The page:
Day 2 of intermittent fasting until dinner. Drinking #icedamericano and reading #wintergirls. .
I am halfway through; it's a lot better than I expected: hard, clear, unapologetic, and poetic in its 'accidental' pathos. What surprised me is that (so far) it is not cloying at all and paints neither an excessively romanticized nor an exaggeratedly tragic picture of the eating disordered individual. Written from the anorexic's first person narrative, much of it is simply her thought process as she goes about her life. Extremely relatable to any ED sufferer's thinking mechanisms: it's always astonishing to me how different personas can acquire almost identical patterns of thinking when they're afflicted with a common illness. Herein lies the risk of creating stereotypes, but I don't think this book falls into that trap. I love the way the central character minutely discusses people around her and her view of psychiatric professionals/facilities. Spot on, somebody really needs to highlight that psych therapists currently have no idea what it means to live with an ED and what they offer us as support is often pretentious, superficial and useless for us.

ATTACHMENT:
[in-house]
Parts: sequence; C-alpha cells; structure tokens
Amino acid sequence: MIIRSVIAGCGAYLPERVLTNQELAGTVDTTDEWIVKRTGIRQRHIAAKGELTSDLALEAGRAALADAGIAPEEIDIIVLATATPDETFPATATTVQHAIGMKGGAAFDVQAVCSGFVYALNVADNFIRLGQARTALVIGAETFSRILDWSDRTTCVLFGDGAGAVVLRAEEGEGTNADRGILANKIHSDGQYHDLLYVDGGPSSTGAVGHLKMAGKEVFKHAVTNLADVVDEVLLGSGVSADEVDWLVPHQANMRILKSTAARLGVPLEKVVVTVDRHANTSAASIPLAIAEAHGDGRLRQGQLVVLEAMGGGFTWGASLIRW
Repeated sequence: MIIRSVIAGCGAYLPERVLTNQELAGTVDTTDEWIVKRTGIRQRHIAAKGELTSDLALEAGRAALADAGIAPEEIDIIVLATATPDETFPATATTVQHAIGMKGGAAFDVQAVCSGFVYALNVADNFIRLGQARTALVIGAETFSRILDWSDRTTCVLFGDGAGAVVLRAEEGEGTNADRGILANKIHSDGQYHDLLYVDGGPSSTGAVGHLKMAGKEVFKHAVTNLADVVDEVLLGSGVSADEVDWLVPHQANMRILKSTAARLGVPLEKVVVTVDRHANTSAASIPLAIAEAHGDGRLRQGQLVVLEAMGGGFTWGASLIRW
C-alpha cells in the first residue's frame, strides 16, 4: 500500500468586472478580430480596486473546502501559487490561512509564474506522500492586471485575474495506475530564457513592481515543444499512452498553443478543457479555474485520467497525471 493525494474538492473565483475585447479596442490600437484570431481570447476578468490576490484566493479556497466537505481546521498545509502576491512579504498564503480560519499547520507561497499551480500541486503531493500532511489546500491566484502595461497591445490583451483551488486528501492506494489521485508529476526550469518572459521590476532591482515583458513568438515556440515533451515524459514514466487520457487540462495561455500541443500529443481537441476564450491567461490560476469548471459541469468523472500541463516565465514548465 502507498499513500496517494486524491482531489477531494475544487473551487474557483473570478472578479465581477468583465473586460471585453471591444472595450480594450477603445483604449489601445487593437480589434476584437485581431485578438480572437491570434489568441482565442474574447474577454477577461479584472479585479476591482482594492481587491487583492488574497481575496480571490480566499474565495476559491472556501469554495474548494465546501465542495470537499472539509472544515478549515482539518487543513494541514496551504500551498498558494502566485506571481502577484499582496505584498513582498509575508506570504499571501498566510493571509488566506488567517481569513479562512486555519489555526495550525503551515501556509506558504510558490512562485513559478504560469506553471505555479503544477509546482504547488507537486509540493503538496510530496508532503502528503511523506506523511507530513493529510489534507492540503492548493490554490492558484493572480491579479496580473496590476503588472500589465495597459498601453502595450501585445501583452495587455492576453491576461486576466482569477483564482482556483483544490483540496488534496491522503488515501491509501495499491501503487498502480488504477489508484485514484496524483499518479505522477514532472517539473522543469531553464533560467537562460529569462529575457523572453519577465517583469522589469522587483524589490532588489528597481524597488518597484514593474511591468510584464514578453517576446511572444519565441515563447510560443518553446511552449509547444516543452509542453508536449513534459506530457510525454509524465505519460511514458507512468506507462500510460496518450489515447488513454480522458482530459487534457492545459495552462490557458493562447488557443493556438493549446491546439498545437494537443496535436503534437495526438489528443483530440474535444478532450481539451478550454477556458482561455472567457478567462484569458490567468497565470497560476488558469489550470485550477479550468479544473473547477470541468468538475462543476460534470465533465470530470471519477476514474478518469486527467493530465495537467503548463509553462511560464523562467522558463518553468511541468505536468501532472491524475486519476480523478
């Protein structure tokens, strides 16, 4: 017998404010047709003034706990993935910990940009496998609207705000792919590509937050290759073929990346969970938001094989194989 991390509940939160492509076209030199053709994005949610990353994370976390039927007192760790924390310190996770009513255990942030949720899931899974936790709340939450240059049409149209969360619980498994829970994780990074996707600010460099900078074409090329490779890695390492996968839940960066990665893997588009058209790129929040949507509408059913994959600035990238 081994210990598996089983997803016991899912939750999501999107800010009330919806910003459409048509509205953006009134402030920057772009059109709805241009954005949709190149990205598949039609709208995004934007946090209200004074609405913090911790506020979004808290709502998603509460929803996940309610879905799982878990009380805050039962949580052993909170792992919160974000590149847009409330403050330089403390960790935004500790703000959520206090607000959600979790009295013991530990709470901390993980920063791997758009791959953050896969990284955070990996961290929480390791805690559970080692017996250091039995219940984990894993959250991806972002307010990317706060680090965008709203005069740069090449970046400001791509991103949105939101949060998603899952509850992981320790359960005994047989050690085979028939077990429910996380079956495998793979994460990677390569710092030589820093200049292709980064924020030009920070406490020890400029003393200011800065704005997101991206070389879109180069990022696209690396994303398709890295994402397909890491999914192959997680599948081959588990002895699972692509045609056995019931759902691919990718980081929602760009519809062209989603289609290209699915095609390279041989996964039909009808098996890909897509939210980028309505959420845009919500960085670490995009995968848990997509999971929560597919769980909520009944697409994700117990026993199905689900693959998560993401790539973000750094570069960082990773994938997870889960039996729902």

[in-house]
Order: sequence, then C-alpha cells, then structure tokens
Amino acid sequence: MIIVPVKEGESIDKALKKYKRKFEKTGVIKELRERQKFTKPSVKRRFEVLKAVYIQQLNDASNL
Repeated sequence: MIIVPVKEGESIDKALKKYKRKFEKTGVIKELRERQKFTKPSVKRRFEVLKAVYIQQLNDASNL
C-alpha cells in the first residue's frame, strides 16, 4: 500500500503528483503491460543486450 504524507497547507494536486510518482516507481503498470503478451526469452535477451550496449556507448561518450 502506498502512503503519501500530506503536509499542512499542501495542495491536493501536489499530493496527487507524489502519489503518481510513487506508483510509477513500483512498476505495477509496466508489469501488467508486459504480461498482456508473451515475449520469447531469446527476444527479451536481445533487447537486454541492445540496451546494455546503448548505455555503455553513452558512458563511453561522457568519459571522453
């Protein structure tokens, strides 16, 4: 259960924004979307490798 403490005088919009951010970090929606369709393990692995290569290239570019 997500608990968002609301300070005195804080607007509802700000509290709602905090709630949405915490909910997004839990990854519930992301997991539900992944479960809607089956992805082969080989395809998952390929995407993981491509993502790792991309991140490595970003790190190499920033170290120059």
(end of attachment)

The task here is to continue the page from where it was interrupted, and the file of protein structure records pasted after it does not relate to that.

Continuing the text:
I didn't think it was particularly clichéd, at least not so far. They do such a shitty job in ED movies that I thought for sure ED books will be annoying af, but this one is not bad. I'm unable to compare against other books with a disordered protagonist, as I haven't read any. I'm reading Wasted after this, so maybe I'll return to edit my opinion.
//Update//: I finished it. Great read. I especially loved that the protagonist begins to hallucinate, which also happens to me, so I relate and feel that pain. My one major criticism is that the book ends too abruptly, her turn of mind, the desire to live, and the change in her attitude towards food seemed unconvincing in its suddenness. I did not like anything about the end. Would've preferred a more realistic finish. But very well written.